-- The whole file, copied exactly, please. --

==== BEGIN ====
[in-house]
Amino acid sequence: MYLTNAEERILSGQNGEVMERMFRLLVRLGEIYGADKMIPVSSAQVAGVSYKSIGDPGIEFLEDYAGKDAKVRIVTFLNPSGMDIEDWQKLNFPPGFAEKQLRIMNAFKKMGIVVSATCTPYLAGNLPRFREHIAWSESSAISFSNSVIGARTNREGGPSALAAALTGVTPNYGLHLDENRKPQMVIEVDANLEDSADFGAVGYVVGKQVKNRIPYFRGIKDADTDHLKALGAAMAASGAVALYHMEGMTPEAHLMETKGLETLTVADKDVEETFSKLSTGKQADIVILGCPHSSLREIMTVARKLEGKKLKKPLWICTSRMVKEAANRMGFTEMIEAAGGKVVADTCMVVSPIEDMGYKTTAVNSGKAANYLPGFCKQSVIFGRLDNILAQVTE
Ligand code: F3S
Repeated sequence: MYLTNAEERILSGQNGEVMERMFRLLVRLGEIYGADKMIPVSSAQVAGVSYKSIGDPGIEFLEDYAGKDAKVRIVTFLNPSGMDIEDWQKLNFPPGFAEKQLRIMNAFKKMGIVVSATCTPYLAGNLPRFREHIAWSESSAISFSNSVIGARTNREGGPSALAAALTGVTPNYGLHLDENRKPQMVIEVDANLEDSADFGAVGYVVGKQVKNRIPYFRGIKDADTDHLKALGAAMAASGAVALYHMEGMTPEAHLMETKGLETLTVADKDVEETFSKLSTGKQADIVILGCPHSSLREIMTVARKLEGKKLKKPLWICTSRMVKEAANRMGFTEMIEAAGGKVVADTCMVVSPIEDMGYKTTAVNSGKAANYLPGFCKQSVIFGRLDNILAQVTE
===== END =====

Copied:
[in-house]
Amino acid sequence: MYLTNAEERILSGQNGEVMERMFRLLVRLGEIYGADKMIPVSSAQVAGVSYKSIGDPGIEFLEDYAGKDAKVRIVTFLNPSGMDIEDWQKLNFPPGFAEKQLRIMNAFKKMGIVVSATCTPYLAGNLPRFREHIAWSESSAISFSNSVIGARTNREGGPSALAAALTGVTPNYGLHLDENRKPQMVIEVDANLEDSADFGAVGYVVGKQVKNRIPYFRGIKDADTDHLKALGAAMAASGAVALYHMEGMTPEAHLMETKGLETLTVADKDVEETFSKLSTGKQADIVILGCPHSSLREIMTVARKLEGKKLKKPLWICTSRMVKEAANRMGFTEMIEAAGGKVVADTCMVVSPIEDMGYKTTAVNSGKAANYLPGFCKQSVIFGRLDNILAQVTE
Ligand code: F3S
Repeated sequence: MYLTNAEERILSGQNGEVMERMFRLLVRLGEIYGADKMIPVSSAQVAGVSYKSIGDPGIEFLEDYAGKDAKVRIVTFLNPSGMDIEDWQKLNFPPGFAEKQLRIMNAFKKMGIVVSATCTPYLAGNLPRFREHIAWSESSAISFSNSVIGARTNREGGPSALAAALTGVTPNYGLHLDENRKPQMVIEVDANLEDSADFGAVGYVVGKQVKNRIPYFRGIKDADTDHLKALGAAMAASGAVALYHMEGMTPEAHLMETKGLETLTVADKDVEETFSKLSTGKQADIVILGCPHSSLREIMTVARKLEGKKLKKPLWICTSRMVKEAANRMGFTEMIEAAGGKVVADTCMVVSPIEDMGYKTTAVNSGKAANYLPGFCKQSVIFGRLDNILAQVTE